A few weeks ago I had a terrifying experience. I was driving to a critique partner’s house. Rush hour was over, but there was still significant traffic. I was in the single lane for a right hand turn, and when the green arrow came up, I made my right turn.
All of a sudden, there was a car on my left with an irate driver. He was beeping, flipping me the bird, and yelling at me. I have no idea where he came from. There was one lane for a right turn. I was in it, making my turn on the green arrow. All legal. He shot past, and went to the right of, still beeping, yelling, making obscene gestures. I gestured to ask him if he wanted to get in front of me. He thought I was offering to fight him. “Come on!” he yelled. “I’ll take you on!” Then he reached over to his passenger seat, and I was terrified he was reaching for a gun. Instead he picked up a piece of…something and threw it at my car. It hit my car. He opened his car door, but then the light turned green and off we went.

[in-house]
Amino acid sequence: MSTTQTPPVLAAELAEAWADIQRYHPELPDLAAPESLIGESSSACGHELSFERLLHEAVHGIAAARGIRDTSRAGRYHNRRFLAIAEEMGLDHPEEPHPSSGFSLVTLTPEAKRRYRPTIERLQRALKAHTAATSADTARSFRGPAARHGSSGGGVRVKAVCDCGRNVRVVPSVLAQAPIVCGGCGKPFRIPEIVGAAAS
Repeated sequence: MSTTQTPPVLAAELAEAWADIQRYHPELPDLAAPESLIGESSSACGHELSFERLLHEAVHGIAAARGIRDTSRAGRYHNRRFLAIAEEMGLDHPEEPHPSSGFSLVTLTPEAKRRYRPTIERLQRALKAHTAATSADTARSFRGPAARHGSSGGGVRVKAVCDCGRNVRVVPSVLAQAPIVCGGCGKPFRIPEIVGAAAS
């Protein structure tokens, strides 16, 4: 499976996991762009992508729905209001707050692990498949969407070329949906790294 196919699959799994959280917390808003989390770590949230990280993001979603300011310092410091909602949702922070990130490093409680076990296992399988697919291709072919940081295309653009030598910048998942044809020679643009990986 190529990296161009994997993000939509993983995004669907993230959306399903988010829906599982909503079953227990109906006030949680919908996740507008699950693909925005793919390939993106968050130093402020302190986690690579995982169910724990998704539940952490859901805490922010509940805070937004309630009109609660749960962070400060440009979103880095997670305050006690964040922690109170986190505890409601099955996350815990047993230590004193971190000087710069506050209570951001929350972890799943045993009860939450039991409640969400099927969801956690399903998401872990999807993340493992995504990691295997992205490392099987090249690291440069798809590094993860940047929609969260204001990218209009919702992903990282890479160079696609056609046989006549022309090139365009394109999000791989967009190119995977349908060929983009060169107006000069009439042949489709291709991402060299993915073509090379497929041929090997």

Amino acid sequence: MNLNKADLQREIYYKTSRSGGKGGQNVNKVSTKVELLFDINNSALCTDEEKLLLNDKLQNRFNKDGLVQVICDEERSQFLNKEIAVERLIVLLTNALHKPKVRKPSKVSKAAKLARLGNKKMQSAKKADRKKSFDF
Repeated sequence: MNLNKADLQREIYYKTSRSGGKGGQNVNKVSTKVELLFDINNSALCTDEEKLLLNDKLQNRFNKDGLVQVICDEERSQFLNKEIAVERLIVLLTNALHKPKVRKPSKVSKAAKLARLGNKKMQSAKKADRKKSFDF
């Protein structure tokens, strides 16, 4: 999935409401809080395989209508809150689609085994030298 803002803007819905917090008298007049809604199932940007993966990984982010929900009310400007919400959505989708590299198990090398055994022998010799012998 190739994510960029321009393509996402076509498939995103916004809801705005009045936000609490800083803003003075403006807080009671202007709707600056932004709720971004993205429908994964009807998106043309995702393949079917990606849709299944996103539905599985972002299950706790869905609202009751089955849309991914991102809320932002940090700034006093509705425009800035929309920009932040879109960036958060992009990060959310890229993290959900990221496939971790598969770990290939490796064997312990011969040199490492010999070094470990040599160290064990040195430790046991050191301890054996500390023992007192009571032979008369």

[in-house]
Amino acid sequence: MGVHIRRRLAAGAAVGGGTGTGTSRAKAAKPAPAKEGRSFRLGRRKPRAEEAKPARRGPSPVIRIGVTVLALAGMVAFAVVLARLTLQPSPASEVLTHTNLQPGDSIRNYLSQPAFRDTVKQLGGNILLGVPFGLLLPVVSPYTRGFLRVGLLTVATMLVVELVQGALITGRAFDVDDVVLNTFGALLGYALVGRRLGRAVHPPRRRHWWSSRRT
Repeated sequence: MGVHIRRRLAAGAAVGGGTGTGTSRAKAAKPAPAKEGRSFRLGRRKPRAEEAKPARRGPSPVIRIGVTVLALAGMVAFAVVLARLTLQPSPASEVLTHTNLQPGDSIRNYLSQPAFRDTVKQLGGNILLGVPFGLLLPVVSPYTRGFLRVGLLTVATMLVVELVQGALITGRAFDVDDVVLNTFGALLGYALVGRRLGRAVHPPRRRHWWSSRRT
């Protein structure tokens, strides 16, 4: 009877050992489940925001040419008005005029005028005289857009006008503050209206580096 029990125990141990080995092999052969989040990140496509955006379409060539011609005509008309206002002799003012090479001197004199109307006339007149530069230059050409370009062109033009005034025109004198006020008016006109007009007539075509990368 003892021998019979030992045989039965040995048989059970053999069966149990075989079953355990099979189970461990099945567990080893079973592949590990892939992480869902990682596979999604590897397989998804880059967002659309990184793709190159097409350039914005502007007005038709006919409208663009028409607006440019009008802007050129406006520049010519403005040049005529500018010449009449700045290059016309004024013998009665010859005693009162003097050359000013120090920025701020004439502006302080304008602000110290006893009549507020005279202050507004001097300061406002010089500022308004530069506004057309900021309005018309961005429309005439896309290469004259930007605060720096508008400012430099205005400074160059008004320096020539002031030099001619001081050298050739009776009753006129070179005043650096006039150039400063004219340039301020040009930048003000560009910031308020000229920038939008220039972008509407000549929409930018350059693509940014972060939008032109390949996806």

This happened for several blocks. Finally, he vanished. Then I noticed a sheriff’s cruiser in the left lane, which may explain the disappearance.
While it was going on, I was trying to think of places I could go that would be “safe” should he decide to follow me. I knew people at several businesses. I did not want to lead this crazy young man to my friend’s house.
I later learned there is a sheriff substation just off the road I was on, but I didn’t know it at the time.
My guess is that the young man was on drugs.
I have been obsessed with sky nearly all my life. I blame my dad. When I was very young, he woke me up in the middle of the night, carried me outside and pointed to a light in the sky and told me it was Sputnik, a satellite. When I didn’t understand that, he explained it was like a big basketball in the sky.
Whenever a jet contrail appeared in the sky over the house, he would point it out to me and my sibs. It was years before I realized the contrails were a miracle to him, because they didn’t exist in his childhood. My own children looked at me oddly and said, “so what?” whenever I point out contrails to them.